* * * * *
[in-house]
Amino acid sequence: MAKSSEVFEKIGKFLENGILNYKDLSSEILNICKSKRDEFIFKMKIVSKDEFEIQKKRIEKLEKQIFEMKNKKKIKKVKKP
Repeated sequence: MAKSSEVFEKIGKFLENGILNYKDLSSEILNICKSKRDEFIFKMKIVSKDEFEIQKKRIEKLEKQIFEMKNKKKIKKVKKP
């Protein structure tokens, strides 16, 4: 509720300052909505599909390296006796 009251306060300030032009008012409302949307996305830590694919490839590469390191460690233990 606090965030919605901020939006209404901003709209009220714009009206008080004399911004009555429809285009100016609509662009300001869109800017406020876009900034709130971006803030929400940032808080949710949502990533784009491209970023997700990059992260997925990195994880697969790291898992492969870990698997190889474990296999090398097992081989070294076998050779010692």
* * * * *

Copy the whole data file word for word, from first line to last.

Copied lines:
[in-house]
Amino acid sequence: MAKSSEVFEKIGKFLENGILNYKDLSSEILNICKSKRDEFIFKMKIVSKDEFEIQKKRIEKLEKQIFEMKNKKKIKKVKKP
Repeated sequence: MAKSSEVFEKIGKFLENGILNYKDLSSEILNICKSKRDEFIFKMKIVSKDEFEIQKKRIEKLEKQIFEMKNKKKIKKVKKP
């Protein structure tokens, strides 16, 4: 509720300052909505599909390296006796 009251306060300030032009008012409302949307996305830590694919490839590469390191460690233990 606090965030919605901020939006209404901003709209009220714009009206008080004399911004009555429809285009100016609509662009300001869109800017406020876009900034709130971006803030929400940032808080949710949502990533784009491209970023997700990059992260997925990195994880697969790291898992492969870990698997190889474990296999090398097992081989070294076998050779010692």